This technique is for making circular vessels, such as bowls. Also called hikimonokiji (meaning “turned wood”), as the name suggests, the kiji is turned (hiki) by hand on a lathe by the kijishi using a variety of cutting tools. The kijishi relies on the sound of the wood being turned and the vibrations and sensations transmitted to their hands to create a beautiful, flawless circle. In addition to bowls, it is mainly used to craft confectionery dishes, tea cup saucers, and round trays, etc.
Lumber such as zelkova, horse chestnut, cherry birch, or chestnut is cut into rounds based on a pattern, which are then roughly cut down using a hatchet or other tool into an aragata (meaning “rough shape”), which will be the base for the kiji.
The aragata is smoked and dried for about a month using the smoke from burning sawdust, etc. Afterward, it is allowed to further dry naturally in a storehouse for a few months, up to as long as 6 months to a year, to adjust the water content. This stops flaws from developing in the shape of the kiji, while also preventing it from splitting after it is completed.
The aragata is turned on the lathe and cut down to a smaller size rather than finished, then allowed to dry again.
The outside of the workpiece is turned down on a lathe using cutting tools (sotohiki) while the depth and shape of the bowl is measured with handmade guides. Next, the inside of the bowl is turned (uchihiki) while the depth is measured with a guide called a tsukkomi. Finally, the bottom rim (the ring shape on the bottom of the bowl) is turned to complete the bowl.
Kunenkanso……A technique in which the sawdust created by turning the kiji is burned to smoke and dry the aragata. To prevent splitting of the wood from rapid drying, moisture is slowly drawn from the exterior of the kiji over about a month, until the water content finally approaches zero. Afterward, the aragata is moved to a special room kept at the proper humidity, and it is allowed to absorb moisture from the air over a long period of time. Here the water content is raised to 11-13%, achieving the optimal amount of moisture for wankiji.
Hiki……A technique in which the artisan uses handmade cutting tools to finish aragata (the base form for kiji) with varying wood grain and hardness into objects with beautiful curves. The artisan measures the diameter and depth, etc., of the bowl using guides, ultimately finishing it using their skill and sensibility.
Lathe, cutting tools, polishing stones, guides for curves and depth, etc.
[Features and Use of Techniques]
The curved lines and surfaces created by the technique of hiki, the pinnacle of the wankijishi’s art, are so smooth and beautiful it is said that not even machines can replicate them.
“The most difficult part is creating curves. Therefore, I use different gauges and guides for measuring the diameter and so on while I cut. I cut a little, and if it seems off, I cut more, and repeat the process. Obviously, there are aspects where I rely on my senses, that is to say, a kind of intuition that comes with experience. But you can’t cut by intuition alone. That’s because human senses aren’t always reliable.”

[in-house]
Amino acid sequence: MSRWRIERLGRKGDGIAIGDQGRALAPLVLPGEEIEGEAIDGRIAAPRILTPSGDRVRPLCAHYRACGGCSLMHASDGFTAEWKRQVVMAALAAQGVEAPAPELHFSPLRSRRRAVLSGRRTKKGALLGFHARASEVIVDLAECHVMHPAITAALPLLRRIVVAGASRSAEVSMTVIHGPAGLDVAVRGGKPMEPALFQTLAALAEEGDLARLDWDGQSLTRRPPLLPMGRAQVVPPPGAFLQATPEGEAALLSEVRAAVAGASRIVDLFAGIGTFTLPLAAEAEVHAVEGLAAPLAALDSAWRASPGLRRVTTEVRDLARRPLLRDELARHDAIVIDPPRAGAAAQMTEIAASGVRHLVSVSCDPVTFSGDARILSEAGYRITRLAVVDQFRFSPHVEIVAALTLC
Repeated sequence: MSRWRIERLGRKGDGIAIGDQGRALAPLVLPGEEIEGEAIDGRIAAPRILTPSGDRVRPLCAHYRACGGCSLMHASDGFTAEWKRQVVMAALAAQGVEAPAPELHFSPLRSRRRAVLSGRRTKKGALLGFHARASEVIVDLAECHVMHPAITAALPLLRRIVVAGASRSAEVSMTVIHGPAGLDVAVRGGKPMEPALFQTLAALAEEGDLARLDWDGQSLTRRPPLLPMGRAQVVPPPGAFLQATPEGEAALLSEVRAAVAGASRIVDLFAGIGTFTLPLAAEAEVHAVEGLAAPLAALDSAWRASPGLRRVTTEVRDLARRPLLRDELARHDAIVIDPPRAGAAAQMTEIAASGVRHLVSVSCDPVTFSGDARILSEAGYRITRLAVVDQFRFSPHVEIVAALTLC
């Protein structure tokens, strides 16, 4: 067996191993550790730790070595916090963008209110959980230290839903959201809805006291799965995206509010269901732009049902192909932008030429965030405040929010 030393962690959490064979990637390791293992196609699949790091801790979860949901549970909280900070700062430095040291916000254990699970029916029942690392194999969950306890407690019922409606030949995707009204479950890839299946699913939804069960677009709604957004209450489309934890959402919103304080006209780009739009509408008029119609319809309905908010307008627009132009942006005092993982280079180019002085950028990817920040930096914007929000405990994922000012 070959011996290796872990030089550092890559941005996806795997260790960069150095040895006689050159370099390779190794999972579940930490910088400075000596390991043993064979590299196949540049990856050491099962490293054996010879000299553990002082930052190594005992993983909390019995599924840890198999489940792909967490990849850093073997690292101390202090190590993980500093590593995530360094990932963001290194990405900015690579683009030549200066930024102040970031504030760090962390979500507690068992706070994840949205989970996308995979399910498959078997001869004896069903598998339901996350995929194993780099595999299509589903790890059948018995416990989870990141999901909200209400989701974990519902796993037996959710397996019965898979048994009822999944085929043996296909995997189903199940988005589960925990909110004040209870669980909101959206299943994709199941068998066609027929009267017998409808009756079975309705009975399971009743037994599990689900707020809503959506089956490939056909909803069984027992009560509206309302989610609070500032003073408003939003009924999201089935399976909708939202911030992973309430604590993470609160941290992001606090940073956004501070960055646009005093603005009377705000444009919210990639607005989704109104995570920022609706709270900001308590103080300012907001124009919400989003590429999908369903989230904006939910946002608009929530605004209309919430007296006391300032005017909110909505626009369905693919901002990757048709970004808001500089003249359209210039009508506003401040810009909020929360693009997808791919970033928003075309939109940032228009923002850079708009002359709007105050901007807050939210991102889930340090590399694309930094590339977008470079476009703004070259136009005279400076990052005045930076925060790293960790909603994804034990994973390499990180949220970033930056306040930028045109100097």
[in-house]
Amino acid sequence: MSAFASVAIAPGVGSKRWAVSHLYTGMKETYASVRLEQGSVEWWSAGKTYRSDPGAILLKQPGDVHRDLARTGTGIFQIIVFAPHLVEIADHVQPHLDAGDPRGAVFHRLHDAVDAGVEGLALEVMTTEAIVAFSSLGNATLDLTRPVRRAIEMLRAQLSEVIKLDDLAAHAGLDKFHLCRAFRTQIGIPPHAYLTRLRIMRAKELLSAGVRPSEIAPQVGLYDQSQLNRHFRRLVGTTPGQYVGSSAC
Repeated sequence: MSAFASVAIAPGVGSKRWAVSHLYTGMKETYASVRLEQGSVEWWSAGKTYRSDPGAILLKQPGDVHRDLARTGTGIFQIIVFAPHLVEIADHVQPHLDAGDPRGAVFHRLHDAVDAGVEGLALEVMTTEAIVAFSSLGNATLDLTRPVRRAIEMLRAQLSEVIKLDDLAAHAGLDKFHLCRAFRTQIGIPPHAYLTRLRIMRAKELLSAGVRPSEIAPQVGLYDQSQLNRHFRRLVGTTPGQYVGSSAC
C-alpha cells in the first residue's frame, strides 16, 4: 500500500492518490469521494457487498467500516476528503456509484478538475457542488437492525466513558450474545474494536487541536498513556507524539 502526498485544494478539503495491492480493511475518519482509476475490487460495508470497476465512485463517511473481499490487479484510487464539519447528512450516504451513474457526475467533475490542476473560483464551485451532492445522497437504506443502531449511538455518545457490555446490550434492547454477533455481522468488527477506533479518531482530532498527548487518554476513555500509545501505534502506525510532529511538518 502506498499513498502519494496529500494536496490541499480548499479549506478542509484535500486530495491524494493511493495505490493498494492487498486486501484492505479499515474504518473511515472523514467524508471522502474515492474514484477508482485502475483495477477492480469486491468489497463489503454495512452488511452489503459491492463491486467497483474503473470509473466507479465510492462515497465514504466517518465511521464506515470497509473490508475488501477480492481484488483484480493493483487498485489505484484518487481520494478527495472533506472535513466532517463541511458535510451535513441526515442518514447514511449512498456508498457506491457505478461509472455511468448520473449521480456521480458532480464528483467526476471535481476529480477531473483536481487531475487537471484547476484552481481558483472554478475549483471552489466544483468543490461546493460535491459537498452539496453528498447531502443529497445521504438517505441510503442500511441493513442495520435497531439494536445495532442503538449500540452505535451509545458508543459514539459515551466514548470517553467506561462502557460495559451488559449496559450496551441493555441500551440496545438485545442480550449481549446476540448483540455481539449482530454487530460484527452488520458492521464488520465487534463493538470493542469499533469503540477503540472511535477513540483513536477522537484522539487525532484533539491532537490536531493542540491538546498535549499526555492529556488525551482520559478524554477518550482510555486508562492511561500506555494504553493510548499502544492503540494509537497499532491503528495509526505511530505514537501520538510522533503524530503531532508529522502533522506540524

These are the words of the wankijishi (maker of wankiji) Shigeru Kancho. Though he is a veteran with 50 years in this line of work, even he is painstaking when turning.
“I make the gauges and guides I use for cutting myself. My cutting tools are also handmade, and in my case, I usually use six tools to turn a bowl. While different types are used depending on the part being turned, the cutting edges all use high speed steel (a special type of steel used in tools for cutting metal at high speeds). They’re more resistant to dulling than ordinary steel edges, so they’re easy to use, and they can also handle hard materials.”
Speaking of hard materials, he also touched on the current lumber situation.
“These days, the material is getting worse and worse, and there’s more and more hard material we never would’ve used in the old days. On top of that, even that hard wood isn’t readily available on the market. That’s because there are fewer workers who cut lumber from the mountains, but we can’t get anything done if there’s no wood coming down from the mountains, so this is a major problem. The kiji is usually kept for six months to a year before turning, but the material itself is so scarce these days, we can’t keep it in storage that long. Inevitably, our stocks shrink, and under the current circumstances, we’re forced to use the hard wood.”
The world of traditional handicrafts suffers from a chronic shortage of successors, but it would be fair to say that the workers who cut the lumber used for raw material receive no attention at all. His words reinforce the significance of this.
Even though he is past 70, he is still full of energy. Despite his apprehensions about the current situation, he continues moving forward, taking on new challenges with passionate intensity.
“I made this spoon as an experiment. The rounded end called the bowl is finished in quarters, which gives it beautiful lines. The feel of withdrawing the spoon from your mouth is very important. I create that pleasant feeling using woodturning techniques.”
In addition to this, he has also made his own circular bracelets and other items, rooted in an insatiable desire “to create new things using curved lines.” Therefore, he is always searching for things that can be combined with circular objects to create “something only a wankijishi can make.” In the end, he had this to add.
“For example, there is a trend among high class restaurants and the like preferring bowls that are turned very thin, and I think I might have ones of just the right thickness.”
Focusing on the thickness of the wood seems to have given him a clue toward yet another a new application.